In case your bucket list of bike adventures wasn’t already full enough, here’s a new one for you: The Oregon Timber Trail, 650 miles of singletrack trails and logging roads that bisects the entire state.
And guess what? The trails and roads (90 percent of which are unpaved) are already there. All that’s left to do is to refine the route, create maps, buff out some rugged sections, put up some signage, and so on.
The trail is a collaboration between the Portland-based bike adventure guide company Limberlost, Travel Oregon, the Bureau of Land Management, and the United States Forest Service. Working together they hope to have a map and guidebook completed by the end of next year and officially open the finished trail in 2020.
“We’re seeking to create a world-class mountain bike experience,” says the trail’s very nice website.
Here’s more erotic adventure fiction lifted from the site:
The Oregon Timber Trail covers a variety of climates, communities, ecosystems, roads, elevation, and most importantly: mountain bike trails. At 650 miles long it is an inspirational route—ambitious as a whole—but divided into four unique tier sections the Oregon Timber Trail is approachable by a wide variety of cyclists.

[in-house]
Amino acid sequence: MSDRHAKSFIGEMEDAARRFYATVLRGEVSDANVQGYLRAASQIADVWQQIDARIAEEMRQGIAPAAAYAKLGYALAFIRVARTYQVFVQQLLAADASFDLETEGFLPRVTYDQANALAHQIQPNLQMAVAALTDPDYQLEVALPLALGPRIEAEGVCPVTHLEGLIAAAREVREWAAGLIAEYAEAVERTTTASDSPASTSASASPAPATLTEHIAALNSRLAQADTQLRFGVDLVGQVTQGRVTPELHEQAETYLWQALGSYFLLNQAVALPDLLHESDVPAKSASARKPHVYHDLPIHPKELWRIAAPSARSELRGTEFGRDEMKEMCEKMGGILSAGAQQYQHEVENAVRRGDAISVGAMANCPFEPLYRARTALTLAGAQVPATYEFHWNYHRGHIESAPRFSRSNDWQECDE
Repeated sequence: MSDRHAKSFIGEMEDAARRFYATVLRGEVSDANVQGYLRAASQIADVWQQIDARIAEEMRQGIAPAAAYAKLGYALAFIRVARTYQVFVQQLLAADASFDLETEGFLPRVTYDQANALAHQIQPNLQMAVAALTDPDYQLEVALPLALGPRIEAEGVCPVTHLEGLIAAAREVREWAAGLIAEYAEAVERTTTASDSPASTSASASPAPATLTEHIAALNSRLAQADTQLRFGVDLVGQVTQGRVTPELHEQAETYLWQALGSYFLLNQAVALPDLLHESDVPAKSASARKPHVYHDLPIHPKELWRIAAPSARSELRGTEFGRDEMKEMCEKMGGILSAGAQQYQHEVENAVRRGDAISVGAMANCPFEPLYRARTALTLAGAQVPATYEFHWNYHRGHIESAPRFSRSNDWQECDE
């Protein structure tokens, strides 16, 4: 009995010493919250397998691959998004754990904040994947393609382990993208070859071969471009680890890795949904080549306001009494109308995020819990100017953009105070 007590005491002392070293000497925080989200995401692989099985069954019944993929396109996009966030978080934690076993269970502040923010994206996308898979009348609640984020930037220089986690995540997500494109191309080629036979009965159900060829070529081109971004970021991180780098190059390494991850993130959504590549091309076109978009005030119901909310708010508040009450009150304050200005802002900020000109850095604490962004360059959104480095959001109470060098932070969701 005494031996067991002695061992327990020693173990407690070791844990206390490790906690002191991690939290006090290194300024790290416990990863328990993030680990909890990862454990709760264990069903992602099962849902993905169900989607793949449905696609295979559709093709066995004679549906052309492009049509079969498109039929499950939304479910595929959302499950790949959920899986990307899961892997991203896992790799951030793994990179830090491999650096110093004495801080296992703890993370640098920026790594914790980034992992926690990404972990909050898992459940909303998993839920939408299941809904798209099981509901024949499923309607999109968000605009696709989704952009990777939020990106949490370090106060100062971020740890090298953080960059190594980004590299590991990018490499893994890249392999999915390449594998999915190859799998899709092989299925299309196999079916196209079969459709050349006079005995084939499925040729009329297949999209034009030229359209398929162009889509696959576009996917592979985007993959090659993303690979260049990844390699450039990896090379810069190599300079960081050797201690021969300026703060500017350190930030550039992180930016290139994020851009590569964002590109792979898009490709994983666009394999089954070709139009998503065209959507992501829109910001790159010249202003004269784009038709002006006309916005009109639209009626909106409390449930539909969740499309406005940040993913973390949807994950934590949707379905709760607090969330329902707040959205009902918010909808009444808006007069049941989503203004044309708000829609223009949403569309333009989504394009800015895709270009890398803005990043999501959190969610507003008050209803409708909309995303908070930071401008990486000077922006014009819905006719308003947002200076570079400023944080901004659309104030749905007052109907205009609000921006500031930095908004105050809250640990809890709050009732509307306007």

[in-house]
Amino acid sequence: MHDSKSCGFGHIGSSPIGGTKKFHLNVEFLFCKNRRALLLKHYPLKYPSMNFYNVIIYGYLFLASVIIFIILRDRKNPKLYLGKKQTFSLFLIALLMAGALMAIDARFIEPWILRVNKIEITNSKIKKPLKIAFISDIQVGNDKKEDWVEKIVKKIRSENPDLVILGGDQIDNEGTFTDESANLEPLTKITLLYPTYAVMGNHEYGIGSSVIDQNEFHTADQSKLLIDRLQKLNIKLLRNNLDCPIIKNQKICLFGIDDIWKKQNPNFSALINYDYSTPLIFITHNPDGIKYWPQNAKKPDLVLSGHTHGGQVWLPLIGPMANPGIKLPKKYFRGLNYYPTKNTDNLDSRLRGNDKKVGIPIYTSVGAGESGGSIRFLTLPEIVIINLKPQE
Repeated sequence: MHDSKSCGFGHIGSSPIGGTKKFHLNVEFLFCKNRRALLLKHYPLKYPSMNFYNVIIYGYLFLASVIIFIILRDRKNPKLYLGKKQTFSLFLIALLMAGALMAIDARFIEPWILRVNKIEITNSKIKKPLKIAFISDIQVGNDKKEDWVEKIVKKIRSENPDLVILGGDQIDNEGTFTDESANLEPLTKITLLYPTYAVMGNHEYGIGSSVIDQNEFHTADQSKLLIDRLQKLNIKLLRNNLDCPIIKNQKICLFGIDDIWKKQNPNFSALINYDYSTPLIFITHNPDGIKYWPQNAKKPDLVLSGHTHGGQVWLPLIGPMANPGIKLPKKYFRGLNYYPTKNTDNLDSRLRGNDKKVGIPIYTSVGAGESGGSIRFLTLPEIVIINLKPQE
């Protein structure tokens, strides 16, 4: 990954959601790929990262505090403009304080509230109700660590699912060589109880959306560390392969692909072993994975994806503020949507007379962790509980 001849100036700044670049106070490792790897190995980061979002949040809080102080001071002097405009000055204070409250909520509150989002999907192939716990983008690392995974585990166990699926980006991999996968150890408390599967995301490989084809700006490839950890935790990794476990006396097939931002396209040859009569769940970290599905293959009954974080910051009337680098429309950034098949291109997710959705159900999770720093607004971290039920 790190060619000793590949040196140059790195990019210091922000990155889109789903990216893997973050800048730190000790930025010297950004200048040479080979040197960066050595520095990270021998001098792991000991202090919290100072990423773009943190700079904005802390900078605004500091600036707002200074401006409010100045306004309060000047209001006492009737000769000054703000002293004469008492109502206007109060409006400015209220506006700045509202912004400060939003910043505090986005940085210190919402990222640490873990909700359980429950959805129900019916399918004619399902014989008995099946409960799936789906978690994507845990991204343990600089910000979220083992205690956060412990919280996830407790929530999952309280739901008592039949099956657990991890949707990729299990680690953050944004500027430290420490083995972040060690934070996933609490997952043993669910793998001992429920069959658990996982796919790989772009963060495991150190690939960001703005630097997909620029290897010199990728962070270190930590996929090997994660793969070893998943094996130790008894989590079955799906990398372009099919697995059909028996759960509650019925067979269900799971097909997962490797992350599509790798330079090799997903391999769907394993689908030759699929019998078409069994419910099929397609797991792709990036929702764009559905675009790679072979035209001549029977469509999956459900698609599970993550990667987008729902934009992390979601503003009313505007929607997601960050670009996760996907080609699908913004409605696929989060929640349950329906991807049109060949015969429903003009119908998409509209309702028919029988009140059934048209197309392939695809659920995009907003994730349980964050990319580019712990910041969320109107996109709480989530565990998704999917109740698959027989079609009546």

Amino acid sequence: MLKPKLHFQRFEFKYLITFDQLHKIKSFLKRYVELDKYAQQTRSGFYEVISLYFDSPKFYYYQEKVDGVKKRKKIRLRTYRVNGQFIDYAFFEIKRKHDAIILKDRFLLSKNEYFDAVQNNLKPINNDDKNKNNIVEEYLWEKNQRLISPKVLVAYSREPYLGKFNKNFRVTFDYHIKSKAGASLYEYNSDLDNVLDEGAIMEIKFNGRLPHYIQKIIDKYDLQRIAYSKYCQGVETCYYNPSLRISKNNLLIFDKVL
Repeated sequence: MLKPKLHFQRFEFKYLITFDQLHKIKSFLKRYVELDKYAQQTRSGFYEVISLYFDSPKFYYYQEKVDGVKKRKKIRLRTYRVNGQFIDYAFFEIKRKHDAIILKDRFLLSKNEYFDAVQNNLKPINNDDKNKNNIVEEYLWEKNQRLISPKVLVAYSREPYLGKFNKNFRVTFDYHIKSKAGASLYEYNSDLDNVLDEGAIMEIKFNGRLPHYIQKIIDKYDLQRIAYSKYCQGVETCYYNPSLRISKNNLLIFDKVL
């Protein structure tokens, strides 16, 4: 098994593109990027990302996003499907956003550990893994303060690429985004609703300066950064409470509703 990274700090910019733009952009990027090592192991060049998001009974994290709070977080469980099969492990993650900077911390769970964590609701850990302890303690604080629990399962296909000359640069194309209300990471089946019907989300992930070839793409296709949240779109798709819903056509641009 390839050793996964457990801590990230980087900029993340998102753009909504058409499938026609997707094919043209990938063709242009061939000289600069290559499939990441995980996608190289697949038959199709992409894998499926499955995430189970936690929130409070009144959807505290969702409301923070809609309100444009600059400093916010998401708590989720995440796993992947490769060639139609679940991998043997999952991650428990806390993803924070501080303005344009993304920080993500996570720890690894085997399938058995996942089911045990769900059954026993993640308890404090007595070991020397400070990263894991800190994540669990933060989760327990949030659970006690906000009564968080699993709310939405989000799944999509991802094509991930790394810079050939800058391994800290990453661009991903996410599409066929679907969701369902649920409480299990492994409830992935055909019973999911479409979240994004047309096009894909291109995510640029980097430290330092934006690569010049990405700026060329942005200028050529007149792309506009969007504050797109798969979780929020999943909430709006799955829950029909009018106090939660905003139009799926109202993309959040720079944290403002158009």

If it sounds familiar you’re not mistaken. The Oregon Timber Trail was inspired by the Pacific Crest Trail, the Oregon Outback, the Great Divide Route, and thru-trails in National Scenic Trail system. What sets the Oregon Timber Trail apart is that it’s designed for mountain biking and consists of 55% singletrack.
The development of the Oregon Timber Trail’s exact alignment is ongoing and the detailed route guide will be released early in 2017.
The Oregon Timber Trail is a unique multi-day mountain biking experience of unprecedented quality in North America.
To make adventures on the trail more accessible, they’ve split it up into four sections: Fremont (192 miles, 17,000 feet elevation gain), Willamette (142 miles, 15,000 elevation gain), Deschutes (112 miles, 8,000 feet elevation gain) and Hood (200 miles, 18,000 feet elevation gain).
This is very exciting new project and we’re thrilled to see a collaboration between Limberlost and state and federal agencies. If you want to get involved and stay updated, check out OregonTimberTrail.org.
— Jonathan Maus, (503) 706-8804 – firstname.lastname@example.org